In 1505, the Portuguese established trading ports in Cochin. There are still buildings like the Old Harbour House from this period, some of which have been renovated in more recent times. The Kingdom of Cochin allied with the Ming Dynasty, Portuguese, and Dutch and became a princely state of the British.
Kochi is around 90 minutes away from Kumarakom so 1 Night here can also do the trick. However if you are taking your flight out of India from Kochi then you may also need 2 nights depending upon your flight timings etc.
Cochin, which comprises of a cluster of islands and towns. Fort Cochin is believed to be the oldest European settlement in India, with the Portuguese flag first hoisted here in 1500. St Francis Church, built in 1510 by friars brought to India by Vasco da Gama, is the first European church built in India and is the site where da Gama was buried.
The “Dutch Palace” was built in the 1550s by the Portuguese and taken over by the Dutch, who later presented it to the Rajas of Cochin. The palace contains excellent mythological murals and a rare example of traditional Keralite flooring.
The Chinese fishing nets are used for a very unique and unusual method of fishing. Operated from the shore, these nets are set up on bamboo and teak poles and held horizontally by huge mechanisms, which lower them into the sea. They look somewhat like hammocks and are counter-weighed by large stones tied to ropes.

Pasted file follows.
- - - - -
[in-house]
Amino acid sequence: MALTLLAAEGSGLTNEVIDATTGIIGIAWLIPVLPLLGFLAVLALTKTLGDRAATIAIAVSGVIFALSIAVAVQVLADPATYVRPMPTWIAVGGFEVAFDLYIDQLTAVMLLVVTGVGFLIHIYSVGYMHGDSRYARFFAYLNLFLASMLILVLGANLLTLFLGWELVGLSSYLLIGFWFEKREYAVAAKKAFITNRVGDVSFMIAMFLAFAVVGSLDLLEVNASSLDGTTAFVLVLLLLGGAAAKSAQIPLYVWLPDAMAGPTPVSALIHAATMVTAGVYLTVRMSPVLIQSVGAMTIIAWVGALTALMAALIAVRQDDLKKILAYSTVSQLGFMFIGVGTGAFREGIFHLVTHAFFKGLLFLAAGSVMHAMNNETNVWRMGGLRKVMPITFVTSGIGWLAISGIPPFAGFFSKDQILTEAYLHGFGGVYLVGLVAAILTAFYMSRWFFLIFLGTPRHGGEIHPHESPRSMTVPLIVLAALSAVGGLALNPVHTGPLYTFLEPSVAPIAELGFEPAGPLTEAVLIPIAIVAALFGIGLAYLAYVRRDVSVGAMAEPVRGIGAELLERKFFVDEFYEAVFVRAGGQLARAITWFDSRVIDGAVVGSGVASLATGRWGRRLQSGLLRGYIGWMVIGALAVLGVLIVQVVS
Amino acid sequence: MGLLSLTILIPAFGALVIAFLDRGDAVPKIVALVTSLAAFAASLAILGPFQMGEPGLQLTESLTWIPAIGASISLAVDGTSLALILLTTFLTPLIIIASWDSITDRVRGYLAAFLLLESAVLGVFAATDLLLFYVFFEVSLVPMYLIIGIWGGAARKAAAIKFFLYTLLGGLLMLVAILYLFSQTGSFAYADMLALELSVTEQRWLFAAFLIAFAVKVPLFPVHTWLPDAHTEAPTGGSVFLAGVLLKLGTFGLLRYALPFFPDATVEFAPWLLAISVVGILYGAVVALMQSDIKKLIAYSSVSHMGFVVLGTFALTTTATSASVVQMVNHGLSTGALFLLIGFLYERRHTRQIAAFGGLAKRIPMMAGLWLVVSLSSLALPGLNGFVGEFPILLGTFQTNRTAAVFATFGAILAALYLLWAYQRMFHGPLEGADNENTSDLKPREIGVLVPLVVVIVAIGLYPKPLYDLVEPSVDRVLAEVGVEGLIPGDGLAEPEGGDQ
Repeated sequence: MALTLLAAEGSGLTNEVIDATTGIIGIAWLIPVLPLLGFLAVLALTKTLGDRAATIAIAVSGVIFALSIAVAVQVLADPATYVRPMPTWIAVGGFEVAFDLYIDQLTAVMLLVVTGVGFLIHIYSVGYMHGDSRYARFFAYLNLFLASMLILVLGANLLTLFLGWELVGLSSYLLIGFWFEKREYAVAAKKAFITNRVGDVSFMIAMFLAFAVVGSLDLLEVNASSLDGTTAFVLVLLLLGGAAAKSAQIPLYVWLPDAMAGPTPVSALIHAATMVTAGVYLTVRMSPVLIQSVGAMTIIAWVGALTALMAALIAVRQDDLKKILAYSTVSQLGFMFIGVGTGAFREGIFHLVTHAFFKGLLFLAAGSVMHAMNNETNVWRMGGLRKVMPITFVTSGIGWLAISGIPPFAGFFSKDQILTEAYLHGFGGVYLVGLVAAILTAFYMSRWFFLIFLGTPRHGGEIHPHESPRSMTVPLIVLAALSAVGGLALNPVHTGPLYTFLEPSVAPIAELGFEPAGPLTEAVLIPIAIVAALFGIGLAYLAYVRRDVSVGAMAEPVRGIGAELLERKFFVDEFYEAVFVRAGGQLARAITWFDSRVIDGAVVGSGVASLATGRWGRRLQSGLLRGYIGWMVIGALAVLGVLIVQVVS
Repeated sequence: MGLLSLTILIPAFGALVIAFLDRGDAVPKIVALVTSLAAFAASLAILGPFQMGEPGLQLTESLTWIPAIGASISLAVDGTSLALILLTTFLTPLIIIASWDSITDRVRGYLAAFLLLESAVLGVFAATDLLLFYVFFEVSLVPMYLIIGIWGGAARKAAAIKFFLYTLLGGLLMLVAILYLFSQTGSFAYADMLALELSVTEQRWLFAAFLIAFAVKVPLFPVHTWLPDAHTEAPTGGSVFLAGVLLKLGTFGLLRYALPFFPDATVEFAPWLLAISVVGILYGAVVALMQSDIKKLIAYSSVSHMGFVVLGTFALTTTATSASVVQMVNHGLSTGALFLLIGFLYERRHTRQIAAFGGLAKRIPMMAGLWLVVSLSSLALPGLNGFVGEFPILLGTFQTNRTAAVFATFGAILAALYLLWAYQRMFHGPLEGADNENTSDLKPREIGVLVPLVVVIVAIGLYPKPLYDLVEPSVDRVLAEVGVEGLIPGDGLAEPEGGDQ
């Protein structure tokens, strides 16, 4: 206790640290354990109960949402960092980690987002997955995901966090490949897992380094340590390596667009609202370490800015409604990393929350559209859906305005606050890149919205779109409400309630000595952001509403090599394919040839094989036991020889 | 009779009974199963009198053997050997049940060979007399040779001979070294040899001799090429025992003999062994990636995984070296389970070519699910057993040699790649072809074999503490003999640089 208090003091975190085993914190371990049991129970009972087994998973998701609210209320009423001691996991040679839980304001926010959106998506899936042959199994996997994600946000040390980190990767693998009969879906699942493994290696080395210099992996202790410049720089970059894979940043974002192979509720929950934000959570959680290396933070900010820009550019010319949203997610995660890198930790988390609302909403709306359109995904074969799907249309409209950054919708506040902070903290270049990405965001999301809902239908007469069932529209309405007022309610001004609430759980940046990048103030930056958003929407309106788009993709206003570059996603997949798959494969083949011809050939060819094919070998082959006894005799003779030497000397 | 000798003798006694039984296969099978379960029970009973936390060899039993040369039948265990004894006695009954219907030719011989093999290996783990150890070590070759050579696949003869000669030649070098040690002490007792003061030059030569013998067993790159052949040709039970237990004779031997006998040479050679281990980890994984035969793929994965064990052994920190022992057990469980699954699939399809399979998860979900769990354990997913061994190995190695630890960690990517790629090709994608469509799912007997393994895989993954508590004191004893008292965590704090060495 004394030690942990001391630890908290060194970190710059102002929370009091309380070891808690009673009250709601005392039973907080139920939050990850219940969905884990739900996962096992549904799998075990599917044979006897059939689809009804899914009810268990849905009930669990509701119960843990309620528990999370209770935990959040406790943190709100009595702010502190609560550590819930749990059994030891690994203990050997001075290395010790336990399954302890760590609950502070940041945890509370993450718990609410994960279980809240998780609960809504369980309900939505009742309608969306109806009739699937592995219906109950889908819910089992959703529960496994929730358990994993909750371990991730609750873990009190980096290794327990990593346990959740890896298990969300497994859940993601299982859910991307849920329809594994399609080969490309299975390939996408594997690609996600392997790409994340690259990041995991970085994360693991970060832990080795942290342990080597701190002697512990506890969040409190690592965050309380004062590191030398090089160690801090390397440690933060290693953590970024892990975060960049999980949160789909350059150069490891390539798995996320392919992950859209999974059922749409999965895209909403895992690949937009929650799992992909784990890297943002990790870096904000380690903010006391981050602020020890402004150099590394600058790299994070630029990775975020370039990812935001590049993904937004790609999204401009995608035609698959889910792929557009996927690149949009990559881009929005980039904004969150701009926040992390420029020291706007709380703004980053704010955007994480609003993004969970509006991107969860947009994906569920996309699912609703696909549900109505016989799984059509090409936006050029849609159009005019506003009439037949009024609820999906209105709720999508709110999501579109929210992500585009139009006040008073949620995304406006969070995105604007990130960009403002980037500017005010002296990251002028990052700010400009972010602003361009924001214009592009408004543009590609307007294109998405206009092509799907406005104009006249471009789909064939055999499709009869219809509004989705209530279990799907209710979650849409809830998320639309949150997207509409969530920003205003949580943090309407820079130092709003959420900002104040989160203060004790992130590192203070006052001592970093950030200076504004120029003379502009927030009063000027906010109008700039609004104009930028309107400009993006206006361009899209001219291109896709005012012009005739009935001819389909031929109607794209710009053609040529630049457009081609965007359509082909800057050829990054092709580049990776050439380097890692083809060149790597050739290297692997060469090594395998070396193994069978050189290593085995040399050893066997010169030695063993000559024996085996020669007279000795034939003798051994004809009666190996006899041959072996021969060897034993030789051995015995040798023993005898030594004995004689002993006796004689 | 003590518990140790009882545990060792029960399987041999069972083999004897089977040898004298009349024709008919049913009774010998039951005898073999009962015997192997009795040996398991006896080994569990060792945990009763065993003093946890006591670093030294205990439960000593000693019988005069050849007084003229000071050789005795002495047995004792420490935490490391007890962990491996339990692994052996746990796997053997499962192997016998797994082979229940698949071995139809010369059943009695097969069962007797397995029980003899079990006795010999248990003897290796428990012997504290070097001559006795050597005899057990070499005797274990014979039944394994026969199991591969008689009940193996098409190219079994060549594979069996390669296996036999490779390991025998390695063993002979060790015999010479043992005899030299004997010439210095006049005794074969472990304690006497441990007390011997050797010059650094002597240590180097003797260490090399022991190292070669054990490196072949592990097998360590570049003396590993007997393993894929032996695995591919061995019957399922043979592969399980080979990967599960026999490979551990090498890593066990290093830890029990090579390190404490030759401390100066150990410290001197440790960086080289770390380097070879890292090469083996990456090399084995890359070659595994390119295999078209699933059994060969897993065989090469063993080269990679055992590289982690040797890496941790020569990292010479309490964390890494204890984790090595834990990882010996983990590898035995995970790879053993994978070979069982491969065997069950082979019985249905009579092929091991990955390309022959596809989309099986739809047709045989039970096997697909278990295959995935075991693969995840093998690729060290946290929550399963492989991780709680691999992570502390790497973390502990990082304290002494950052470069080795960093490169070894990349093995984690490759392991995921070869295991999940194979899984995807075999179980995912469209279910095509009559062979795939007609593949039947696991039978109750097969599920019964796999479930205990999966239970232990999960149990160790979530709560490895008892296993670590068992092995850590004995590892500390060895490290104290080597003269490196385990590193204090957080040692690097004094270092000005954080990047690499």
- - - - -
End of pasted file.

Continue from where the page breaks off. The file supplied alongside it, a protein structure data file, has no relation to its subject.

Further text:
You should plan time to wander around Mattancherri or Jew Town. Jew Street is full of antique shops selling genuine and pseudo objects d’art. The Jewish Synagogue (CLOSED ON FRIDAYS AND SATURDAYS) was built in 1568 and considerably embellished in the mid 18th century. It contains Grand Scroll of the Old Testament and the copper plates giving privileges to the Jew settlers by the rulers of Kochi.
In the evening plan to witness a Kathakali dance performance. This is the most developed dance drama art of India. Drums beckon an audience to a performance most magnificent – actors depict characters from the Puranas and the Mahabharata, the great Indian epics – demons, superhuman beings and ordinary men and women.
The dancers, all male, adorn themselves in huge skirts and elaborate head-dress, wearing what must surely be the most intricate make up known to any dance style in the world. Dialogue is combined with dance to bring myth and legend to life in the temple courtyards of Kerala.
All this can easily be covered in one afternoon. From Kochi / Cochin you can then plan your next stage of Journey or take an international Flight from the Airport.
This tour is a perfect introduction to South India and the Best Places to visit in India down South are covered in it.
Leverage my 3 decades plus of expeience as a Traveller and let me help you craft the perfect Itinerary for your Trip. This would be made in Consultation with you and would help you maximise your time in India.
If after that you wish to have it booked, I would get it booked for you locally which would
A) give you a Huge price advantage 15-20% cheaper than what you would pay in your Country.
B) You will benefit from last minute upgrade deals that are made available locally.
If you are searching for best Places to visit in India and have zeroed in on North India and the area of Interest is Culture